When The Rain Stops Falling (Festival page)
Brink Productions @ Scott Theatre
1:30pm, Wed 5 Mar 2008
Wednesday matinees always bring out a special kind of crowd – namely, the senior citizens and school groups. The former arrive way too early, clogging up entry to the Scott Theatre; the latter roll up just-in-time, exploding into the venue with a self-importance that is palpable. Luckily, someone has set the thermostat in the theatre to about 21 degrees, cooling off the hotheads and lulling the oldies deeper into subdued quietness.
A man comes onstage, front and centre. As transparent screens descend from the heavens to add some semblance of depth to the set, the cast drift from wing to wing behind him. Rain starts dripping in; a fish plummets to the man’s feet from above, landing with a startling thud. He picks up the fish, and we’re away – telling a familial tale spanning four generations & eighty years, from Alice Springs to The Coorong to London to Adelaide.
The storyline happily skips through the multiple timelines, returning to certain periods when it suits the unfolding story. This isn’t as disconcerting as it may sound; the plot is pretty straightforward, and certainly linear in its telling. We essentially just track the characters as their interactions beget the following generations; boy meets girl, marriage, kids, etc. There’s a few twists to the story that are gradually revealed, and interest is maintained throughout.
“But Pete,” I hear no-one but the voices in my head say, “you’re being very vague. Even vaguer than usual. What are you not telling us? Did you like it or not?”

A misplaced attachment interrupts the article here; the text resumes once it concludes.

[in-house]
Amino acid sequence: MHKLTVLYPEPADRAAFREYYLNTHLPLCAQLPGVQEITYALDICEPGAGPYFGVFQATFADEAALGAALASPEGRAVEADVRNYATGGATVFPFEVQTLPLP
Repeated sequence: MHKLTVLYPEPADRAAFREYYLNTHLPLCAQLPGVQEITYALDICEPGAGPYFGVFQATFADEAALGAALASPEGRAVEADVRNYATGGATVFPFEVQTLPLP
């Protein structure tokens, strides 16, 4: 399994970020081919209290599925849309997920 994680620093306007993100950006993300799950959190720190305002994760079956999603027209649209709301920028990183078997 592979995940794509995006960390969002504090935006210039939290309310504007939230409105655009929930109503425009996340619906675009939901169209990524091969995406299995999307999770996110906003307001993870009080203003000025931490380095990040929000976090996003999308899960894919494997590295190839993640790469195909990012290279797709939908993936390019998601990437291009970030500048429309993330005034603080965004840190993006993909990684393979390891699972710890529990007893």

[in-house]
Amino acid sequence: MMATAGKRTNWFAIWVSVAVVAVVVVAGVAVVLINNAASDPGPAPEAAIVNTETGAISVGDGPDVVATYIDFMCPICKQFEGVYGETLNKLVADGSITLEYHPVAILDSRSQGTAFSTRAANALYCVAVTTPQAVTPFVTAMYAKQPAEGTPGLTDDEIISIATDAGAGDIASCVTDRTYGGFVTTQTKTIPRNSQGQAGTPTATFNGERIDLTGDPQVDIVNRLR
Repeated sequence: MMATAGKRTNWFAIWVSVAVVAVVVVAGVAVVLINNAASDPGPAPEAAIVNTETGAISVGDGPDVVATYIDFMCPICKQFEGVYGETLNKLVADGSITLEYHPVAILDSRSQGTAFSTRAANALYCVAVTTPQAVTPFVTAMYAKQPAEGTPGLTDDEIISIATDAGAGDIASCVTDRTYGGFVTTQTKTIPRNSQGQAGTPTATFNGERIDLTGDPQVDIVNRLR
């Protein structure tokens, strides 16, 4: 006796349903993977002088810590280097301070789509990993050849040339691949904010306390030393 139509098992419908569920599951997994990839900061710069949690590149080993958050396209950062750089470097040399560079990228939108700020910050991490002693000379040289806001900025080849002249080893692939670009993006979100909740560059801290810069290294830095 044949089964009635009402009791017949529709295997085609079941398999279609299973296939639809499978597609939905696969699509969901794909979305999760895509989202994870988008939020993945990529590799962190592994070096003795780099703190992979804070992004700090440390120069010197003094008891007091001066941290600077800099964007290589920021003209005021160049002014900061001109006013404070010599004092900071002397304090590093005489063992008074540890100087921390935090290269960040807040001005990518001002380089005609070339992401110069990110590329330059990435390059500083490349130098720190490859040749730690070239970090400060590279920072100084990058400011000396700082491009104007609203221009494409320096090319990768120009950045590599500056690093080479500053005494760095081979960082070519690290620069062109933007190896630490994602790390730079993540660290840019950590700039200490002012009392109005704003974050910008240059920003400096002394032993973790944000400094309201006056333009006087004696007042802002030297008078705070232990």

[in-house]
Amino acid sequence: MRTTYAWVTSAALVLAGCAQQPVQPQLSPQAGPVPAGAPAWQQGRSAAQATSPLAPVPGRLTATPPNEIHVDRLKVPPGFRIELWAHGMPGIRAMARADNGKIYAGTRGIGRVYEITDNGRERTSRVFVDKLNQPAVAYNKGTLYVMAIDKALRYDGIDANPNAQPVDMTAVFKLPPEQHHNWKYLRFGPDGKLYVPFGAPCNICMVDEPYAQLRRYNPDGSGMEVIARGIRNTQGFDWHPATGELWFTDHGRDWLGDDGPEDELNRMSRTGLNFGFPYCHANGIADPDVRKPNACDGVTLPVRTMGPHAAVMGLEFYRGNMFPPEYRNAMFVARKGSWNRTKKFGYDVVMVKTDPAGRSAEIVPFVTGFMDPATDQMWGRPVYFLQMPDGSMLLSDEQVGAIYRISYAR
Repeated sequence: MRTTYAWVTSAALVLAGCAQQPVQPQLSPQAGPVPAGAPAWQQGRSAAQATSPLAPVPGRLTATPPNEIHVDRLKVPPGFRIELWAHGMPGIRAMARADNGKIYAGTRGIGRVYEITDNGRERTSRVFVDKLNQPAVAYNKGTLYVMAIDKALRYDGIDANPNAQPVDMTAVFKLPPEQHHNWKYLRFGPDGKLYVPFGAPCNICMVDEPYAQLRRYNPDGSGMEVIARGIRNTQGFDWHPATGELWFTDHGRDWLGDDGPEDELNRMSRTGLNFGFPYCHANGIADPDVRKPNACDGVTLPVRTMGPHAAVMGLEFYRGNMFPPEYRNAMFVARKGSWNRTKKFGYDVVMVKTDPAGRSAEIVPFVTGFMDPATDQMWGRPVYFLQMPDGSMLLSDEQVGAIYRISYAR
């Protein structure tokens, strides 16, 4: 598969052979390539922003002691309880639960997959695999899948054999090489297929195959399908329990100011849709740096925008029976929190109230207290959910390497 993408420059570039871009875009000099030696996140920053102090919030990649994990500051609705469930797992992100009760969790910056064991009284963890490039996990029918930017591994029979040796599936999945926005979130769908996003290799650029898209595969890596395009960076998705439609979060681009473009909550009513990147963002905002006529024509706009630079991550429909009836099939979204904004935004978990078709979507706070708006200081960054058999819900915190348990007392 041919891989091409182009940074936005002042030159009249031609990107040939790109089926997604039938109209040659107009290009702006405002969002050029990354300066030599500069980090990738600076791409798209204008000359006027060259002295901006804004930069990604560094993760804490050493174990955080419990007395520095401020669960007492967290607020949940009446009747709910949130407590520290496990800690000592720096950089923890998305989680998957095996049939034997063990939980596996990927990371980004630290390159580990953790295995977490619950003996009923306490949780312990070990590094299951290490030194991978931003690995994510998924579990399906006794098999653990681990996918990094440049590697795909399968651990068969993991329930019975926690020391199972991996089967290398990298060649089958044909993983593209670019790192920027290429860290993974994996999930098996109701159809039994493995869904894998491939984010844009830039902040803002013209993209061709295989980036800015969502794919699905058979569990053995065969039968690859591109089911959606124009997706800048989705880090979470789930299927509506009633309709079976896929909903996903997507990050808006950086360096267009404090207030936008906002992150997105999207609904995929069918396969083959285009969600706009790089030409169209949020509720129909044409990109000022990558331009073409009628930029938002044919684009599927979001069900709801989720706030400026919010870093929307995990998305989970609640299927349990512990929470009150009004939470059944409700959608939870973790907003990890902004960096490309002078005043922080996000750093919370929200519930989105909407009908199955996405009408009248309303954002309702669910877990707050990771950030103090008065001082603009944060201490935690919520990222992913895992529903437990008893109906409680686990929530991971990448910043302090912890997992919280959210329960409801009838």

Did I like it? Well… it was certainly engaging, and wonderfully performed; not a dud actor onstage. But – at the risk of letting loose with a rather big spoiler – there was one aspect of the story that I had massive problems with: the paedophilia. Now, I understand that it’s utterly crucial to the plot, but it still felt like a cheap emotive device – the easiest way to generate the maelstrom of emotions. Base; lazy, even. It just didn’t work for me.
Direction was also a little flawed. Most of the time the set was beautifully realised: simple tables and chairs, those lovely translucent screens separating timelines and receiving frugal titling projections. But sometimes critical moments at the rear of the stage were obscured (I had to infer the pouring away of ashes), and there was an odd total dropping of stage lights prior to the end of the performance – which brought forth loud and uncomfortable applause as the next scene was started.
But did I like it? Let’s just say I didn’t hate it; but I won’t be recommending it in any future conversations. But I’ll admit a perverse pleasure was obtained in reading the reviews for When The Rain Stops Falling that were proudly pinned up outside the theatre – because they were universally awful. Not the opinions; the actual writing. I can only assume that there’s some editors out there who are ruling with an iron fist and are above the law – but they’re making their writers look shocking.